The triangular shapes of leafs work by dosing diagonal lines as a balance of the streamlet’s horizontal lines. Enough separation between forms and masses is clearly perceptible, but deeper than in the painting “La despedida en la Moca” (120 x 160 cm, oil on canvas, 2008, Russian private collector) [4 - 8] in the small vegetation of the foreground which demonstrates a high level of pictorial mastery for solving almost microscopic details. The contours of three groups have been traced with particular care: i-) palms on the left side, ii-) trees on the right, and iii-) vegetation on the lower foreground. The accumulation of contours in a vertical space is an extraordinary challenge, in isolation, and all together, where the reflection of the first group over the streamlet’s surface points to the third one, which traces the contour of the second one with a parabolic shape that works avoiding the lost of interest for the painting. Volumes are also defined with high accuracy.

Three lines and forms are excelling in this artwork: i-) lines and forms of the trees, ii-) trees’ branches and iii-) palms’ panache timidly fondling trees’ branches which suggest the beginning of a long-lasting and deep relationship. Unaccountable conjuncts of different forms interrupt the space joining all together, at the same time, in a highly sophisticated geometric arrangement. The development in-depth of diagonal curves delineating the right margin of the streamlet rebounds in the middle of a succession of contrast and small “rapports” that show extensive diversity of living forms hosted in the smallest nature’s nooks. The balance of colour on the streamlet’s surface shows a right proportion of area and intensity that reinforce the development in-depth from the right foreground to the dark background of the left foliage.

Each golden mean fills the viewer’s eyes with abundant visual pleasure. If this painting were divided in nine equal compartments, a different subject could be found in each one. Three-dimensional compartments in-depth are also notably relevant, and audacious. At least, three levels are immediately identified in-depth as a non-linear development of the third dimension following a half parabola from the group of trees to the palms, and finally to the background’s trees, in opposite direction to the right. The equilibrium of line, mass, tone, space, and colour have been more than carefully worked by this artist. Unaccountable details demonstrate the excellence on the equilibrium of each element. The principal component is highlighted and placed over the line of the left golden mean, and equilibrated by the brown Van Dyck colour of the trunks placed in the middle ground probably for strengthening perception of a distant principal element. A sequence of warm colours and contrasts reinforce the vitality of the composition.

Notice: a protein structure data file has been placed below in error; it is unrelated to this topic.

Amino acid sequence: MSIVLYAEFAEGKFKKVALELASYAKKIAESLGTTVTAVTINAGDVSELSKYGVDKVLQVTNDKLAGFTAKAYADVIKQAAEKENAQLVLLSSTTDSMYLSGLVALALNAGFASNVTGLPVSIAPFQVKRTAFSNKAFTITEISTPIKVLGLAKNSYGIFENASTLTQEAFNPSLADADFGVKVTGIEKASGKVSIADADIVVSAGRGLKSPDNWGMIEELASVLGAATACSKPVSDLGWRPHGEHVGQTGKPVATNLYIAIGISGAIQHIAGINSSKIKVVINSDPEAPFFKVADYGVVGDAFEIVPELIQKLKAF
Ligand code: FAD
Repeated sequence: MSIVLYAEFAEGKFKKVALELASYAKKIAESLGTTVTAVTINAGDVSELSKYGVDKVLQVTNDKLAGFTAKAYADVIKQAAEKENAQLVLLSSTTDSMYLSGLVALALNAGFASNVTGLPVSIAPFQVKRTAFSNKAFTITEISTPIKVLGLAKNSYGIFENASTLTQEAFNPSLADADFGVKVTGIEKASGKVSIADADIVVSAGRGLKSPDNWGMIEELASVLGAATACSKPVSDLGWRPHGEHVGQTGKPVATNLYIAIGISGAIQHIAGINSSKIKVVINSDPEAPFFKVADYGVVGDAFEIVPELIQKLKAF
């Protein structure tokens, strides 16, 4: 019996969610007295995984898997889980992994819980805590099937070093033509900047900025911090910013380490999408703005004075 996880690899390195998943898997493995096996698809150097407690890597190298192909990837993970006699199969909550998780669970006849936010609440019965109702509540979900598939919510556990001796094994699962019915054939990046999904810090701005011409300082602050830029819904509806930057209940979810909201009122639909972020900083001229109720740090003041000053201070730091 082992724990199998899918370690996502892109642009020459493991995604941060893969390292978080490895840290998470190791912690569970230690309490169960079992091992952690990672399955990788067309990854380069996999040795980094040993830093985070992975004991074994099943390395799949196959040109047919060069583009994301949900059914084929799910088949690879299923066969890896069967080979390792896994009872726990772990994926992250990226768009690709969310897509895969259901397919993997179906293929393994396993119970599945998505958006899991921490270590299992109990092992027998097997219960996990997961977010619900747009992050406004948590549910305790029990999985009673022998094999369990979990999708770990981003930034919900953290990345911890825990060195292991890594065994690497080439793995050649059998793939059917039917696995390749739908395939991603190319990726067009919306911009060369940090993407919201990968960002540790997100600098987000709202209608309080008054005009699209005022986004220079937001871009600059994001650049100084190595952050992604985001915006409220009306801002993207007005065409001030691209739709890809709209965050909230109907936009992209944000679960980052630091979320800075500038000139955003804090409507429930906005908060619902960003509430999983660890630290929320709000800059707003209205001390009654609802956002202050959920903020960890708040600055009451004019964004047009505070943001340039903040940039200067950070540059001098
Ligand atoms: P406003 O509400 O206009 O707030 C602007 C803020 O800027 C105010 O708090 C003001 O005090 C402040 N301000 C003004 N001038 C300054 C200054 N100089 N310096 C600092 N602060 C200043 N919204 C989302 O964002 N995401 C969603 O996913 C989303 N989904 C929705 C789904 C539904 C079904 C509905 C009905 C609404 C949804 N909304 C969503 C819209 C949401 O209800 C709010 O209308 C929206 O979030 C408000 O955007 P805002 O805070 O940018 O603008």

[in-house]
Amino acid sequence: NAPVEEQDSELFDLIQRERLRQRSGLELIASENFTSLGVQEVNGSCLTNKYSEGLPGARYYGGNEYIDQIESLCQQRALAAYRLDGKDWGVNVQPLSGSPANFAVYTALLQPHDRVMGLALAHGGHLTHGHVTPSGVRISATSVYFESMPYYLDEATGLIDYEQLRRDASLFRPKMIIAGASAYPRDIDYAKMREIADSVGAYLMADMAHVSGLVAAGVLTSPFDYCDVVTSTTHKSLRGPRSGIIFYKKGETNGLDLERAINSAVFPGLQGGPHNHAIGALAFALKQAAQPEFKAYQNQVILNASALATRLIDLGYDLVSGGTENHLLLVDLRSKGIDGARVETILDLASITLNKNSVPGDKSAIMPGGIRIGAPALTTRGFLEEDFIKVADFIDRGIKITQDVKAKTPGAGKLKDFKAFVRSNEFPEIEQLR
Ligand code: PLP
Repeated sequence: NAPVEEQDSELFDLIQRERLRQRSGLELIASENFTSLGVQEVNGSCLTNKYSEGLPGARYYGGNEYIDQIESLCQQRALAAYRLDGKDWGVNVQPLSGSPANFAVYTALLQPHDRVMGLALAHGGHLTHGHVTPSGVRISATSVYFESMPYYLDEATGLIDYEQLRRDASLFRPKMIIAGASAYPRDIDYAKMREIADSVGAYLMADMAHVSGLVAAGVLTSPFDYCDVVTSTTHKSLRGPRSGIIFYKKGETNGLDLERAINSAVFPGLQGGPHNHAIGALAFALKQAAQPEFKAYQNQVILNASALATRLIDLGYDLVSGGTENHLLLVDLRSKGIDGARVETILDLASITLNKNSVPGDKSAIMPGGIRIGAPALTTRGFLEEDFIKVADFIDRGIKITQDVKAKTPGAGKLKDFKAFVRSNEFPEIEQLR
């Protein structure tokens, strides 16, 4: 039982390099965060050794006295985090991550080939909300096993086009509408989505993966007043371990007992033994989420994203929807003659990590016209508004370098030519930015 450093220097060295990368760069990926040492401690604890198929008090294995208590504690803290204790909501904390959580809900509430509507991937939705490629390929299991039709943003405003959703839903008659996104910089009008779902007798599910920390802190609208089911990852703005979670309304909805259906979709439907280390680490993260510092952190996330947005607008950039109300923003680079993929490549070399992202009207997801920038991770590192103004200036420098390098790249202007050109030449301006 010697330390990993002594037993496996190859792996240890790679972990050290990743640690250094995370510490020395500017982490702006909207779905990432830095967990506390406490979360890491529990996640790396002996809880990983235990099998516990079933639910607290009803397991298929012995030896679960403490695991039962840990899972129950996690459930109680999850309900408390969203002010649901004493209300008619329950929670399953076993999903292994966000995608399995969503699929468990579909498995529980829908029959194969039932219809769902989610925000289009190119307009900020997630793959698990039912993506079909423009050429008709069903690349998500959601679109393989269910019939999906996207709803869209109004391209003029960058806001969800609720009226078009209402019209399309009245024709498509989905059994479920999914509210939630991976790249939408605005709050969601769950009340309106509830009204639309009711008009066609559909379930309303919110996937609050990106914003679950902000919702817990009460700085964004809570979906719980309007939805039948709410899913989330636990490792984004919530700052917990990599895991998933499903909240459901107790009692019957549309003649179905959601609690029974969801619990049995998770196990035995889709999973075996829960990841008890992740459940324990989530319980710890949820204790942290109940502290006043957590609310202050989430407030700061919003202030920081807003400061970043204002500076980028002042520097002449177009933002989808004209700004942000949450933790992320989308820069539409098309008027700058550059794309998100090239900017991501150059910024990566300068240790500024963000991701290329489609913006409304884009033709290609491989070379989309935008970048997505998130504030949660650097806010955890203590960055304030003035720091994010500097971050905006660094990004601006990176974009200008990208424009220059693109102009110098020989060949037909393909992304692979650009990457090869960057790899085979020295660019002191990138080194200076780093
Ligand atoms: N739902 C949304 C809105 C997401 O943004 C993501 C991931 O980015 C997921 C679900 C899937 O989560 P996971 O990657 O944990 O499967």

The treatment of light in the work of Fidel Micó is particularly interesting, which has been highlighted by a major connoisseur [9 - 10]. The almost empty space suggested by the streamlet, from the foreground to the group of palms, prepares the viewer’s mind for penetrating into a middle ground defined by the Naples yellow C colour that vanishes to the Zinc-white clouds in the sky. Although, as usually in tropical landscapes, this painting is plenty of permanent green C in the high-key, these areas are balanced with brown ochre. Unlike recent Micó’s paintings, forms are built with interactions between light and shadow. Green tones are much more extensive in this painting than in previous paintings, and unity is much more evident. Details are not simplified, but reality is intentionally highlighted.